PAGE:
The Natural Origins of Economics

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9780226735702: The Natural Origins of Economics
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References to the economy are ubiquitous in modern life, and virtually every facet of human activity has capitulated to market mechanisms. In the early modern period, however, there was no common perception of the economy, and discourses on money, trade, and commerce treated economic phenomena as properties of physical nature. Only in the early nineteenth century did economists begin to posit and identify the economy as a distinct object, divorcing it from natural processes and attaching it exclusively to human laws and agency.

In The Natural Origins of Economics, Margaret Schabas traces the emergence and transformation of economics in the eighteenth and nineteenth centuries from a natural to a social science. Focusing on the works of several prominent economists—David Hume, Adam Smith, Thomas Malthus, David Ricardo, and John Stuart Mill—Schabas examines their conceptual debt to natural science and thus locates the evolution of economic ideas within the history of science. An ambitious study, The Natural Origins of Economics will be of interest to economists, historians, and philosophers alike.

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Review:

"Fascinating...A wide-ranging and challenging book that can be read profitably both by economists and a wider spectrum of readers interested in the history of science."

0;Margaret Schabas7;s clear, concise, and carefully argued book on how economics came to be denaturalized in the nineteenth century is a model of intellectual history. It anchors big, abstract ideas like 6;nature7; in solid specifics by describing the ways in which Hume, Smith, Ricardo, Mill, and other luminaries thought about money, interest, and profit. This book will interest anyone who wonders about how the shifting boundary between the natural and the human has been drawn and redrawn since the Enlightenment.1;--Lorraine Daston, Max Planck Institute for the History of Science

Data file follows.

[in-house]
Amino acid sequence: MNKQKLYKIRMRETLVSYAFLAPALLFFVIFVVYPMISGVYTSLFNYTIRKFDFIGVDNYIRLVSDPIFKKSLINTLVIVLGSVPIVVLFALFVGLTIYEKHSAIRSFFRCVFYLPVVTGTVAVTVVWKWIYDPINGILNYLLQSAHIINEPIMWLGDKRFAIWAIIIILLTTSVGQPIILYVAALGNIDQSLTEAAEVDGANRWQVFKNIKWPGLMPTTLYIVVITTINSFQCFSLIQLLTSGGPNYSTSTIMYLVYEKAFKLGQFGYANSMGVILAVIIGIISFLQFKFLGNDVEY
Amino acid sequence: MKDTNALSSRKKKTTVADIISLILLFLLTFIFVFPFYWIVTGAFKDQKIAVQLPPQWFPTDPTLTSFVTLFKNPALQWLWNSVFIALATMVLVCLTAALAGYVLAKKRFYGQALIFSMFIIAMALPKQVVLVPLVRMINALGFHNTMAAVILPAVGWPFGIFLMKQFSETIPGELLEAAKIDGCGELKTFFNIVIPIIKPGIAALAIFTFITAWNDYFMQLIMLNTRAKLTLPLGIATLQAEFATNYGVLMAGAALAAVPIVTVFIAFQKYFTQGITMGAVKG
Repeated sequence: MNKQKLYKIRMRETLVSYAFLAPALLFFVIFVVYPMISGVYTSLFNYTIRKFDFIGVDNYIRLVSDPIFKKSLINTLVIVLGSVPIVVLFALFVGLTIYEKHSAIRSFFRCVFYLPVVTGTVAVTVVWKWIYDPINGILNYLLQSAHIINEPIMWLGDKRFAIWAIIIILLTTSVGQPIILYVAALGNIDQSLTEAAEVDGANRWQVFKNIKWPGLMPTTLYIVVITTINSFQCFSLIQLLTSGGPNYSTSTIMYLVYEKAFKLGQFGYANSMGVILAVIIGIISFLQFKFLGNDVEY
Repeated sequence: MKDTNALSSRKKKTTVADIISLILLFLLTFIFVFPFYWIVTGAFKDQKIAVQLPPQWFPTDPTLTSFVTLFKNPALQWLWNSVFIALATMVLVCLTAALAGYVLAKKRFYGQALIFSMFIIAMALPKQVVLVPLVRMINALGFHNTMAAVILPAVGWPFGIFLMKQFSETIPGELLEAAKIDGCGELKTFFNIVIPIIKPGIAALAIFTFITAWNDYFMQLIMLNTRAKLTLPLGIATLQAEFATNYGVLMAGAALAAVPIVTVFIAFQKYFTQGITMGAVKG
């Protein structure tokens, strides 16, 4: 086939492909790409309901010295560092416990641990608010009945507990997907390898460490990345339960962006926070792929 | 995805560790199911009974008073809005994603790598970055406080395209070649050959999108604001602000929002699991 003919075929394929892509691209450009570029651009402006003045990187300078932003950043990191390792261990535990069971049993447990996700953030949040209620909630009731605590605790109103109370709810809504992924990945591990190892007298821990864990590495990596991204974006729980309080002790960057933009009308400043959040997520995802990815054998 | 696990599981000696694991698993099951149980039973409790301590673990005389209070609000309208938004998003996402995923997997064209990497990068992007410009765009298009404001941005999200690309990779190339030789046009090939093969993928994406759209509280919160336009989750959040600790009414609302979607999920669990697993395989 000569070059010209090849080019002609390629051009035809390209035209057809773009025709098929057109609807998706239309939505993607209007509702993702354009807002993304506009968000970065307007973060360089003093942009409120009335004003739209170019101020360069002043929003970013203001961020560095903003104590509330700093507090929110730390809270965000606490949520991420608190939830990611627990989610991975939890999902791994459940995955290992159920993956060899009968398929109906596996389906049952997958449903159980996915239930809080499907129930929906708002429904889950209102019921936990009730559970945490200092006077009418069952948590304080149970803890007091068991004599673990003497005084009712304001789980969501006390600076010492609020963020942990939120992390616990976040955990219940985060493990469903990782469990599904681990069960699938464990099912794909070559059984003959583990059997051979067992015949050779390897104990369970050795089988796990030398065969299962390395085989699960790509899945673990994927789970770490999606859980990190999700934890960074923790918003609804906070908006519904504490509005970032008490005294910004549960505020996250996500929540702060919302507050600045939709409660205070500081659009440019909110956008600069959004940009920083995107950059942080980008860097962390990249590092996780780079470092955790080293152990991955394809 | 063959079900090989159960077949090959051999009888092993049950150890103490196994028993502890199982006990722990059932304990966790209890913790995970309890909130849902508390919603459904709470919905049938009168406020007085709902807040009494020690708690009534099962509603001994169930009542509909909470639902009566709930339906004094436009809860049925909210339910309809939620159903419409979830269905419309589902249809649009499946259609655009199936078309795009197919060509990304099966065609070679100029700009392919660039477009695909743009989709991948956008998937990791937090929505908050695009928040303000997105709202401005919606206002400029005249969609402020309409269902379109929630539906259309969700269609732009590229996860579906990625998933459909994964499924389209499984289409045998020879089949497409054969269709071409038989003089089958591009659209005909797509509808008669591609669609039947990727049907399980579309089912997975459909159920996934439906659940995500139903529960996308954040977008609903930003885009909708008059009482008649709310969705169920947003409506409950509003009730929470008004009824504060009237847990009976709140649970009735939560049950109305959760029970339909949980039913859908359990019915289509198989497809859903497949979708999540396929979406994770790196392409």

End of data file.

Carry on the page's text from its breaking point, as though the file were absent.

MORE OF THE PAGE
0;This is an essential book for anyone who is interested in understanding the dominant role that the discipline of economics is playing in our current world order. Through her meticulous historical reconstruction, Schabas shows how economists came to see themselves as agents in a human order that they might change for the better, rather than as mere observers of immutable natural laws. In the process, as she also shows, the philosophical ideas of Utilitarianism came to be embedded within the 6;scientific7; discourse of economics, where their controversial normative content escaped people7;s notice, as it often still does today. Anyone who wants to challenge this powerful framework needs to begin by understanding it, and Schabas is an exhilarating guide.1;--Martha Nussbaum, University of Chicago
"Fascinating. . . . . A wide-ranging and challenging book that can be read profitably both by economists and a wider spectrum of readers interested in the history of science." -- David Thorsby "Times Literary Supplement" (07/28/2006)

"Margaret Schabas's clear, concise, and carefully argued book on how economics came to be denaturalized in the nineteenth century is a model of intellectual history. It anchors big, abstract ideas like nature' in solid specifics by describing the ways in which Hume, Smith, Ricardo, Mill, and other luminaries thought about money, interest, and profit. This book will interest anyone who wonders about how the shifting boundary between the natural and the human has been drawn and redrawn since the Enlightenment."--Lorraine Daston, Max Planck Institute for the History of Science

"This is an essential book for anyone who is interested in understanding the dominant role that the discipline of economics is playing in our current world order. Through her meticulous historical reconstruction, Schabas shows how economists came to see themselves as agents in a human order that they might change for the better, rather than as mere observers of immutable natural laws. In the process, as she also shows, the philosophical ideas of Utilitarianism came to be embedded within the scientific' discourse of economics, where their controversial normative content escaped people's notice, as it often still does today. Anyone who wants to challenge this powerful framework needs to begin by understanding it, and Schabas is an exhilarating guide."--Martha Nussbaum, University of Chicago

About the Author:

Margaret Schabas is professor in and head of the Department of Philosophy at the University of British Columbia.

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